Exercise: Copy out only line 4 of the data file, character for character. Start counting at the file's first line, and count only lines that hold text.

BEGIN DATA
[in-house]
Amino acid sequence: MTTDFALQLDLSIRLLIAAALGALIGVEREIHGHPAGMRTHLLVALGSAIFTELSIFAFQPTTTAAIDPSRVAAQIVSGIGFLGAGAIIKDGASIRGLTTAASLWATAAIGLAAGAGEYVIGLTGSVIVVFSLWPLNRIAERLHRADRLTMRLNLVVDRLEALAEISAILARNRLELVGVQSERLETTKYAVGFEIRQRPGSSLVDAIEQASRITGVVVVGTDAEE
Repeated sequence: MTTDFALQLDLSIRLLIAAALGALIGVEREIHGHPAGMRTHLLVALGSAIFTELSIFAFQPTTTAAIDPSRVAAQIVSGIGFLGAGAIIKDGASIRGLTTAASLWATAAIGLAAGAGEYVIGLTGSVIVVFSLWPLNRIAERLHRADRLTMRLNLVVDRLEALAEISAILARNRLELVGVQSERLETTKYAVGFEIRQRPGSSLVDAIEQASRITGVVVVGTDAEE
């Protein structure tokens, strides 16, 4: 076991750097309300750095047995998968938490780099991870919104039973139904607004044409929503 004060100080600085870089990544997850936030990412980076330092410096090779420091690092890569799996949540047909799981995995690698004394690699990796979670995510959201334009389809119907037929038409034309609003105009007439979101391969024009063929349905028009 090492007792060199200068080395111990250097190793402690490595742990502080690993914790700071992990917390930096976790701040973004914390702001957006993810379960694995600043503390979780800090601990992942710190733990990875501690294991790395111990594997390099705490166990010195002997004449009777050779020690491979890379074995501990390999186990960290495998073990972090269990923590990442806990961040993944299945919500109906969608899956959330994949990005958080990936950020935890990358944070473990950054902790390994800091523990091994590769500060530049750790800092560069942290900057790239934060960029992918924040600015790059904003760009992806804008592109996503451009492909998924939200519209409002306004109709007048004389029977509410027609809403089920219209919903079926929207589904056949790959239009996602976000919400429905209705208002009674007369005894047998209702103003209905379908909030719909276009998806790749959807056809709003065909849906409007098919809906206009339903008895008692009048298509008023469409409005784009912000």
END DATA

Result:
């Protein structure tokens, strides 16, 4: 076991750097309300750095047995998968938490780099991870919104039973139904607004044409929503 004060100080600085870089990544997850936030990412980076330092410096090779420091690092890569799996949540047909799981995995690698004394690699990796979670995510959201334009389809119907037929038409034309609003105009007439979101391969024009063929349905028009 090492007792060199200068080395111990250097190793402690490595742990502080690993914790700071992990917390930096976790701040973004914390702001957006993810379960694995600043503390979780800090601990992942710190733990990875501690294991790395111990594997390099705490166990010195002997004449009777050779020690491979890379074995501990390999186990960290495998073990972090269990923590990442806990961040993944299945919500109906969608899956959330994949990005958080990936950020935890990358944070473990950054902790390994800091523990091994590769500060530049750790800092560069942290900057790239934060960029992918924040600015790059904003760009992806804008592109996503451009492909998924939200519209409002306004109709007048004389029977509410027609809403089920219209919903079926929207589904056949790959239009996602976000919400429905209705208002009674007369005894047998209702103003209905379908909030719909276009998806790749959807056809709003065909849906409007098919809906206009339903008895008692009048298509008023469409409005784009912000």